Faces of Duro-Last: Curt Jaffe

Curt Jaffe
Curt Jaffe - Regional Sales Manager

Curt Jaffe has been with Duro-Last for nearly three years, and works out of Duro-Last’s Grants Pass, Oregon, office. He has been the regional sales manager for California since June, 2009, and is responsible for territory development, contractor recruitment, and corporate account development. Curt also supports independent sales representatives and authorized Duro-Last roofing contractors in his area. Prior to his current position, Curt was the regional sales manager for the Rocky Mountain region.

Curt has over 20 years of sales and management experience in the electrical and plumbing fields. His background in these construction-related industries has helped him become the successful manager he is today.

In the brief time he’s held his current position, Curt has brought a measure of stability to a challenging marketplace. According to Curt, “Northern and Southern California are two distinct markets when it comes to commercial roofing contractors. However, because Duro-Last pursues direct long-term relationships with independent contractors, we have a compelling story to tell regardless of where the roofer’s business is located.” In fact, Curt has been very successful in his short California tenure, bringing several top-tier SoCal roofing contractors on board during the past few months.

In addition, Curt has worked diligently both with Duro-Last staff and local contractors to establish a stronger presence with the California architectural community.

The variety of daily activities brought about by the diversity of the California market keeps him on his toes and ensures that there’s never a dull moment. But what really drives Curt are the relationships he has built with contractors, independent sales reps, industry contacts and Duro-Last corporate staff. As he says, “what I’ve truly enjoyed during my time here is that Duro-Last has always conveyed the feeling that you are one of the family. And it’s a big family – one that includes employees, contractors and independent reps. The level of support and the sense of camaraderie is like no other place in the industry.”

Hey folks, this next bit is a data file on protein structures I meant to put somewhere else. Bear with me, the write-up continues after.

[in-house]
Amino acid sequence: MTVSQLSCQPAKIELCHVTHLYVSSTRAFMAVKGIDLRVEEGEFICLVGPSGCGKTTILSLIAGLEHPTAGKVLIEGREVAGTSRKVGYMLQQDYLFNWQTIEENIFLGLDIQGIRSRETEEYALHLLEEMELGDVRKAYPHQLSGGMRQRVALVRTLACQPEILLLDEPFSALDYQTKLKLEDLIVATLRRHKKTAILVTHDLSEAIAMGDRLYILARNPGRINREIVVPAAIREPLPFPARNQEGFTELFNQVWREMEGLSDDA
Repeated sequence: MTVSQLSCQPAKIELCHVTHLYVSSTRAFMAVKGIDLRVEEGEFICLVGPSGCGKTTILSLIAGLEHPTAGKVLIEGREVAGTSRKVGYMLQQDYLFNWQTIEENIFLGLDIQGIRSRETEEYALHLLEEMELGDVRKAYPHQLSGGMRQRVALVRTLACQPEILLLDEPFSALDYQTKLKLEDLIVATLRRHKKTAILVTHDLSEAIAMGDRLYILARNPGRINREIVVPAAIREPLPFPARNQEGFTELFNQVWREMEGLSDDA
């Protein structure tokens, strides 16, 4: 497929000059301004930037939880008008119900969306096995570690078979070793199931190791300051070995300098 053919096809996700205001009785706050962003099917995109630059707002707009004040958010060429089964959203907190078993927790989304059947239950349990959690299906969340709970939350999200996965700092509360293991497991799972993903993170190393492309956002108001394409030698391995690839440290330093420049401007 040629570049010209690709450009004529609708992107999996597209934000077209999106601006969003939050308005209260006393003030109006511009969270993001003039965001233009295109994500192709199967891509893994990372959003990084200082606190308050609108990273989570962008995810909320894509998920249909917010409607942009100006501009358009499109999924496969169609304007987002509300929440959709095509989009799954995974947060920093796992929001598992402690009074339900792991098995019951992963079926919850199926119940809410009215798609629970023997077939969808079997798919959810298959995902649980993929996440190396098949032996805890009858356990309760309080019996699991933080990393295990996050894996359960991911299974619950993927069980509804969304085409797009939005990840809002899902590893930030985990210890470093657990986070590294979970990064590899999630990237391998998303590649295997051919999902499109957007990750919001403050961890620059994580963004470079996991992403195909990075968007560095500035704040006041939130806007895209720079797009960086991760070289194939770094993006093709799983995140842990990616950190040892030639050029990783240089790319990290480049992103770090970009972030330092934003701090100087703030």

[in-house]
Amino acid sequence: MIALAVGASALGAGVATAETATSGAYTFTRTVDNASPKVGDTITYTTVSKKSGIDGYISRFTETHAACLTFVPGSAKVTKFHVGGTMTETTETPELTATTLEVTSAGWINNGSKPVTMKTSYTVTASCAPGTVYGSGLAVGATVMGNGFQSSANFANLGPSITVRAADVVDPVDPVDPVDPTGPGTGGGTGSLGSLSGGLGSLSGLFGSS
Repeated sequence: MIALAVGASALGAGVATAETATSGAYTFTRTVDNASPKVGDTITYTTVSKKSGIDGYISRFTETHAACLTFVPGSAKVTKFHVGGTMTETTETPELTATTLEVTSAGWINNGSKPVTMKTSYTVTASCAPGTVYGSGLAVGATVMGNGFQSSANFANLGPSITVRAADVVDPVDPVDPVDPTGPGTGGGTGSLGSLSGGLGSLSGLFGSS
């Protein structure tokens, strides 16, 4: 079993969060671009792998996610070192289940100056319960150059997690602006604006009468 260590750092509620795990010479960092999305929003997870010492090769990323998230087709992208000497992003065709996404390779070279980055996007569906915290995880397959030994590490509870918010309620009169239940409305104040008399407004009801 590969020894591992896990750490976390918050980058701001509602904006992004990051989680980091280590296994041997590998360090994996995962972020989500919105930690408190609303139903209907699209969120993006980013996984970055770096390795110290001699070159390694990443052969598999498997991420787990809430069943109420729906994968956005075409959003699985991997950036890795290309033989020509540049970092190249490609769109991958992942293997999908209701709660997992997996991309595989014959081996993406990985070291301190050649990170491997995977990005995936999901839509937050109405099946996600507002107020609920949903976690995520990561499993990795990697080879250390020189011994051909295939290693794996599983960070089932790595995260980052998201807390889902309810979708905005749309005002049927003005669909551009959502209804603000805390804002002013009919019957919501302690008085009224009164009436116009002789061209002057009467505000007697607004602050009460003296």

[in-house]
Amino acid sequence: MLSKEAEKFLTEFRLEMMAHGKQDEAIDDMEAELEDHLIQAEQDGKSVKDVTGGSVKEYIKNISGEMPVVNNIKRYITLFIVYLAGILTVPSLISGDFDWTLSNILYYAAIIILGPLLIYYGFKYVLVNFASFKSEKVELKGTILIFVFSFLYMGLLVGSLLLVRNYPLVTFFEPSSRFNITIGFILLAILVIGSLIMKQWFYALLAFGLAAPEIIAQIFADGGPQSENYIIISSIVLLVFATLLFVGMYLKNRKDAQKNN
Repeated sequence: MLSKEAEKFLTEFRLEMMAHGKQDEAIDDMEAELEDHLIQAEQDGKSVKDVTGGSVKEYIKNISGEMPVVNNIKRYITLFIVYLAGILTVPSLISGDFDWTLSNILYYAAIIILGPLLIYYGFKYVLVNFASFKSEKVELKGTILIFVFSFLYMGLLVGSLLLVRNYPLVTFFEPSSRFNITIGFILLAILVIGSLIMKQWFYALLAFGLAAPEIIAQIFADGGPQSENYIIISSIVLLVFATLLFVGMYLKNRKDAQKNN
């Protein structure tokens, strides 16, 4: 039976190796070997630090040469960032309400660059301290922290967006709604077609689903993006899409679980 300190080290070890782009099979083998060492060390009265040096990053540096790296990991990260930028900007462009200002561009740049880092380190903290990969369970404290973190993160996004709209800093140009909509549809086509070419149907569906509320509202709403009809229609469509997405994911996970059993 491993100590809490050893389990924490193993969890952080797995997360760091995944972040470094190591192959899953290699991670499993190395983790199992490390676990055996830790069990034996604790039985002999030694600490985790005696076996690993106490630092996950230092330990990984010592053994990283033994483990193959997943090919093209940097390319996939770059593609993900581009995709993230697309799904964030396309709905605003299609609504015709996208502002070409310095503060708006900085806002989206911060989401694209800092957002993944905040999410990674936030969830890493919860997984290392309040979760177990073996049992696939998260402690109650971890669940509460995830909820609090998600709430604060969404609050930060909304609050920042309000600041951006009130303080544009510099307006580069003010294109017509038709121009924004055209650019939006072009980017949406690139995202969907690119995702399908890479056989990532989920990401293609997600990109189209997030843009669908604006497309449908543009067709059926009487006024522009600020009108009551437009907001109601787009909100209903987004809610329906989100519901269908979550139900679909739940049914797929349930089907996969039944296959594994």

Frequently Asked Questions about PVC Roofing Systems: Part 1

In this seven-part series, we will address common questions about polyvinyl chloride – PVC.

Q: How long have PVC, or vinyl, roofs been around? Are they among the leading systems for commercial roofing?

A: Originally introduced in Europe in the early 1960s, PVC roofing systems were among the first single-ply commercial roofing materials. Today, reinforced PVC roofs – also called vinyl roofs – account for 65 percent of the European commercial roofing single-ply market, and North American growth has outpaced the commercial roofing industry as a whole for more than 10 years. In 1985, PVC roofing systems were the first single-ply roofing products to obtain a standard designation from the American Society for Testing and Materials (now ASTM International): ASTM D4434 – Standard Specification for Poly (vinyl chloride) Sheet Roofing – which is regularly updated. Today, PVC is an increasingly popular thermoplastic roofing membrane worldwide.

Q: What makes PVC roofs so special?